Fifteen-year-old Muzna Saleem is passionate about writing and dreams of becoming a novelist. There’s just one problem – her super-controlling parents have already planned her life out for her.
Emilia Torres has a wandering mind. It’s hard for her to follow along at school, and sometimes she forgets to do what her mom or abuela asks. But she remembers what matters: a time when her family was whole and home made sense. When Dad returns from deployment, Emilia expects that her life will get back to normal. Instead, it unravels.
Zanele is skipping school and secretly plotting against the apartheid government. The police can’t know. Her mother and sister can’t know. Her best friend Thabo, schoolboy turned gang member, can tell she’s up to something. But he has troubles of his own–a deal gone wrong and some powerful enemies. Across the bridge, in the wealthy white suburbs, Jack plans to spend his last days in Johannesburg burning miles on his beat-up Mustang–until he meets a girl with an unforgettable face from the simmering black township–Soweto. Working in her father’s shop, Meena finds a packet of banned pamphlets. They lead to a mysterious black girl with a secret, a dangerous gangster with an expensive taste in clothes, and an engaging white boy who drives a battered red car. A series of chance meetings changes everything. A chain of events is set in motion–a failed plot, a murdered teacher, and a secret movement of students that has spread across the township. And the students will rise.
When twelve-year-old Manny Maldonado and his friends find a hobo’s body near the train tracks that run through their tight-knit San Gabriel valley community, a police officer tries to pin the murder on them.
Sets the life and campaign of nonviolence of the great Indian leader against the backdrop of the last days of the British Empire and the concurrent unrest in South Africa and India.
In this novel for teens, Matt and Free meet in Paris where they both play American football on a team in a poverty-stricken suburb where racial tension affects the team.
For fourteen-year-old Alix, life on Hayling Island off the coast of England seems insulated from problems such as war, terrorism and refugees. But when Alix and her friend Samir go to the beach and pull a drowning man out of the incoming tide, her world changes.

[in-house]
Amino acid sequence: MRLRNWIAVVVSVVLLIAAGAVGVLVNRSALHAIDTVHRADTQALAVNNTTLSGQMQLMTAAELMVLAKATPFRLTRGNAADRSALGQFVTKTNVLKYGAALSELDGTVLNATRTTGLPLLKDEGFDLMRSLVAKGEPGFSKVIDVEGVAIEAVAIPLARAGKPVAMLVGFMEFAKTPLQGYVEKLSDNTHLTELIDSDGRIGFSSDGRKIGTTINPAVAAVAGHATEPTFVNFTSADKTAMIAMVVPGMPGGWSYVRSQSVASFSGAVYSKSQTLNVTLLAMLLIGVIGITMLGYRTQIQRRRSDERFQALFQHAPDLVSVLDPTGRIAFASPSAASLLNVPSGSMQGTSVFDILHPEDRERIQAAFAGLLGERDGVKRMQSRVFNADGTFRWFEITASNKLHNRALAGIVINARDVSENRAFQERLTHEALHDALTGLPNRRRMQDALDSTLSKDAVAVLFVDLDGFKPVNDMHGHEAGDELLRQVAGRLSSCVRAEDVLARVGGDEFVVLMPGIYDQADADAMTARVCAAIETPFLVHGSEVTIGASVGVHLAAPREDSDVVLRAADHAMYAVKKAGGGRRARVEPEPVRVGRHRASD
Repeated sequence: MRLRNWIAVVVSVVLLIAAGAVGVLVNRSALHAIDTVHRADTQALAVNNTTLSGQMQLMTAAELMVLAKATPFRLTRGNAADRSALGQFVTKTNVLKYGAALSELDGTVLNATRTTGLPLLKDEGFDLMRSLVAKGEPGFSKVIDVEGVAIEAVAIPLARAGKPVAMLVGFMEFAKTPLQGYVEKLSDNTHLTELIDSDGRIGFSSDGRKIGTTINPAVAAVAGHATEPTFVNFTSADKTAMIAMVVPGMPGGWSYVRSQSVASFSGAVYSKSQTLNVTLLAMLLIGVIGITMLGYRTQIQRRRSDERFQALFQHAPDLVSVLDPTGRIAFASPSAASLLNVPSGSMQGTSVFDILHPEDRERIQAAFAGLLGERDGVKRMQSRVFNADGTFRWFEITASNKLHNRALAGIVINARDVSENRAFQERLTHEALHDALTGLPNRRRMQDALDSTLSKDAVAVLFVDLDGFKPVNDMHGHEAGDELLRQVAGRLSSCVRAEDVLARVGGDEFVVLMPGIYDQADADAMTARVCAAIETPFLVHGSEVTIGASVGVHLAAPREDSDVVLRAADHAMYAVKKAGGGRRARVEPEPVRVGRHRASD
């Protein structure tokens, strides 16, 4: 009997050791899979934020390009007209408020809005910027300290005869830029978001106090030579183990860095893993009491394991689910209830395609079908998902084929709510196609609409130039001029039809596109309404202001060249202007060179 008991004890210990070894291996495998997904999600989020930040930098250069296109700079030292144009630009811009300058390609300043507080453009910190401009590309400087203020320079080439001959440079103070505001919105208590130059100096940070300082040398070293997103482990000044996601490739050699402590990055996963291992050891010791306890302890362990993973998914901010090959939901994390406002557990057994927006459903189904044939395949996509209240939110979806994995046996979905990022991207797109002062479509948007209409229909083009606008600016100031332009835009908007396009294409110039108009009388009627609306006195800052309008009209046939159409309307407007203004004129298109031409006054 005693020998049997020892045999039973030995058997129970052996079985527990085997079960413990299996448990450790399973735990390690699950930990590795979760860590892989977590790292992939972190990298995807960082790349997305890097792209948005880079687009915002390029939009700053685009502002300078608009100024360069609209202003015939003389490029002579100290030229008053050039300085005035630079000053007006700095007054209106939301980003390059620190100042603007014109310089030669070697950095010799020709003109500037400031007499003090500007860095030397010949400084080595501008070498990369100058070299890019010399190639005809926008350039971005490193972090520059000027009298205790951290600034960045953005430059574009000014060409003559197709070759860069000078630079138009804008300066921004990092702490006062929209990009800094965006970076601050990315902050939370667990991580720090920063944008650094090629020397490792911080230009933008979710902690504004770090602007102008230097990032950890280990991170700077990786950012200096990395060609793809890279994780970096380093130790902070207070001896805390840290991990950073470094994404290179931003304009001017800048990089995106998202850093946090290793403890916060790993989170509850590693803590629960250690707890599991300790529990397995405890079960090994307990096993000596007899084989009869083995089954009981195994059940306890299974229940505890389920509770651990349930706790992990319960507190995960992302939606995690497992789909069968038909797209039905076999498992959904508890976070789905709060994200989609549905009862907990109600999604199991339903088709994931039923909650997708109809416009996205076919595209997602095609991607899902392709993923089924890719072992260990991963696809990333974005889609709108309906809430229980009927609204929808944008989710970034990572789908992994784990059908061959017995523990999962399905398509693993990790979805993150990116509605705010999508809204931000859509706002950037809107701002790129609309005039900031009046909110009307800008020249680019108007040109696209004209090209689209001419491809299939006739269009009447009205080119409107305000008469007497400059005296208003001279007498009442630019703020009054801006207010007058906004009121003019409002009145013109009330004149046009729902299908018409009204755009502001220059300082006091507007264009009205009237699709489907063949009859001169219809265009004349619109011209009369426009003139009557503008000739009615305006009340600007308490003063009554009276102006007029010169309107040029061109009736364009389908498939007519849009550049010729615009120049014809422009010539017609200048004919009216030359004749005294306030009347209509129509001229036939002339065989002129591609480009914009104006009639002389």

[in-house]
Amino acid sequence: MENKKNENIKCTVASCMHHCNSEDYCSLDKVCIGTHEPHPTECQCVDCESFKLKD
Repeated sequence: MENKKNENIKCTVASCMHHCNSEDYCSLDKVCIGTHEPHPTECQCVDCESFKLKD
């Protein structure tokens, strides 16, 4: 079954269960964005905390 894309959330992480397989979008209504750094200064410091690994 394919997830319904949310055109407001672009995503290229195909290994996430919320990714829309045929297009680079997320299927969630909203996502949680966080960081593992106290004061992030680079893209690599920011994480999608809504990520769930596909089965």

A retelling of the well-known tale in which a little Indian boy finally outwits the succession of tigers that want to eat him.
It is late 1903, and Rachel and her family are leaving Russia to escape the murderous riots against Jews. They travel cross country on the Trans-Siberian Railway to the coast and board a ship for Shanghai. China offers refuge, but life for them there is difficult and strange. Rachel is determined to ensure her family’s survival, but does not want to give up her dreams for her future. The opportunity to write for a Jewish newspaper in Shanghai may be the solution she’s been hoping for. The story that began in the novel Rachel’s Secret continues in Rachel’s Promise and Rachel’s Hope.
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“The hour has come to speak of troubled times. It is time we spoke of Skullyville.” Thus begins Rose Goode’s story of her growing up in Indian Territory in pre-statehood Oklahoma. Skullyville, a once-thriving Choctaw community, was destroyed by land-grabbers, culminating in the arson on New Year’s Eve, 1896, of New Hope Academy for Girls. Twenty Choctaw girls died, but Rose escaped. She is blessed by the presence of her grandmother Pokoni and her grandfather Amafo, both respected elders who understand the old ways. Soon after the fire, the white sheriff beats Amafo in front of the town’s people, humiliating him. Instead of asking the Choctaw community to avenge the beating, her grandfather decides to follow the path of forgiveness. And so unwinds this tale of mystery, Indian-style magical realism, and deep wisdom.